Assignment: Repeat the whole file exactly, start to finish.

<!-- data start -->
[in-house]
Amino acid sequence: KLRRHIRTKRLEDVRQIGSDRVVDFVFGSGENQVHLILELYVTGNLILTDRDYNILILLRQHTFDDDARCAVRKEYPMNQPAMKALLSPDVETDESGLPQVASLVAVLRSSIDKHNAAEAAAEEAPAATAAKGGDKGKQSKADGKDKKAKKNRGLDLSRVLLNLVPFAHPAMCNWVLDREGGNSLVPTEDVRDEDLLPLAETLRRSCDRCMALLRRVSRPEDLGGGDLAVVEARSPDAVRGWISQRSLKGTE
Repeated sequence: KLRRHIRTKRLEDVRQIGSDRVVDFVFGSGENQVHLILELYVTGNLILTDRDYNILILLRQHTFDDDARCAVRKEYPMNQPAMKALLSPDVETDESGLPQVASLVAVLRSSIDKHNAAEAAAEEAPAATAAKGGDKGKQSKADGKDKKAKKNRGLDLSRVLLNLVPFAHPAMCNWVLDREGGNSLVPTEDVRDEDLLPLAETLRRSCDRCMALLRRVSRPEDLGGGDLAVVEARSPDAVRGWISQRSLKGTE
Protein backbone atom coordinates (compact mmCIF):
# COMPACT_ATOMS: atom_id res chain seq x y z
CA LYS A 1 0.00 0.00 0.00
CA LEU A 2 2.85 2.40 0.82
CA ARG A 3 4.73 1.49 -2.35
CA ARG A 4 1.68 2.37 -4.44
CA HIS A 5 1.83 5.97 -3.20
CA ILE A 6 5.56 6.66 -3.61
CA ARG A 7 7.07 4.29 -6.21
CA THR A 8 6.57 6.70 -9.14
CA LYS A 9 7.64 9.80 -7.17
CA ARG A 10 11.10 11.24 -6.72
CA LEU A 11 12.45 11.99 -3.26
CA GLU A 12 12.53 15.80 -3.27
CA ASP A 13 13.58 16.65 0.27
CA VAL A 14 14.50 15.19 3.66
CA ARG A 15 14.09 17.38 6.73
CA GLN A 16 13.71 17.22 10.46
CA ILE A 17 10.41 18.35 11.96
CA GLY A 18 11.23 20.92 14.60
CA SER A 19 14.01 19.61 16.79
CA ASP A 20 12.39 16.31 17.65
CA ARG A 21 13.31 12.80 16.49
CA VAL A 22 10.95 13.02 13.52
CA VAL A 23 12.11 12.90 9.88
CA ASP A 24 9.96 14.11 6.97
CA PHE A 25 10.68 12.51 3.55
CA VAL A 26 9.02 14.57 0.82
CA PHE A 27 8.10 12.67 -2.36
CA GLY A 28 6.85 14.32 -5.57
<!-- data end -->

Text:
[in-house]
Amino acid sequence: KLRRHIRTKRLEDVRQIGSDRVVDFVFGSGENQVHLILELYVTGNLILTDRDYNILILLRQHTFDDDARCAVRKEYPMNQPAMKALLSPDVETDESGLPQVASLVAVLRSSIDKHNAAEAAAEEAPAATAAKGGDKGKQSKADGKDKKAKKNRGLDLSRVLLNLVPFAHPAMCNWVLDREGGNSLVPTEDVRDEDLLPLAETLRRSCDRCMALLRRVSRPEDLGGGDLAVVEARSPDAVRGWISQRSLKGTE
Repeated sequence: KLRRHIRTKRLEDVRQIGSDRVVDFVFGSGENQVHLILELYVTGNLILTDRDYNILILLRQHTFDDDARCAVRKEYPMNQPAMKALLSPDVETDESGLPQVASLVAVLRSSIDKHNAAEAAAEEAPAATAAKGGDKGKQSKADGKDKKAKKNRGLDLSRVLLNLVPFAHPAMCNWVLDREGGNSLVPTEDVRDEDLLPLAETLRRSCDRCMALLRRVSRPEDLGGGDLAVVEARSPDAVRGWISQRSLKGTE
Protein backbone atom coordinates (compact mmCIF):
# COMPACT_ATOMS: atom_id res chain seq x y z
CA LYS A 1 0.00 0.00 0.00
CA LEU A 2 2.85 2.40 0.82
CA ARG A 3 4.73 1.49 -2.35
CA ARG A 4 1.68 2.37 -4.44
CA HIS A 5 1.83 5.97 -3.20
CA ILE A 6 5.56 6.66 -3.61
CA ARG A 7 7.07 4.29 -6.21
CA THR A 8 6.57 6.70 -9.14
CA LYS A 9 7.64 9.80 -7.17
CA ARG A 10 11.10 11.24 -6.72
CA LEU A 11 12.45 11.99 -3.26
CA GLU A 12 12.53 15.80 -3.27
CA ASP A 13 13.58 16.65 0.27
CA VAL A 14 14.50 15.19 3.66
CA ARG A 15 14.09 17.38 6.73
CA GLN A 16 13.71 17.22 10.46
CA ILE A 17 10.41 18.35 11.96
CA GLY A 18 11.23 20.92 14.60
CA SER A 19 14.01 19.61 16.79
CA ASP A 20 12.39 16.31 17.65
CA ARG A 21 13.31 12.80 16.49
CA VAL A 22 10.95 13.02 13.52
CA VAL A 23 12.11 12.90 9.88
CA ASP A 24 9.96 14.11 6.97
CA PHE A 25 10.68 12.51 3.55
CA VAL A 26 9.02 14.57 0.82
CA PHE A 27 8.10 12.67 -2.36
CA GLY A 28 6.85 14.32 -5.57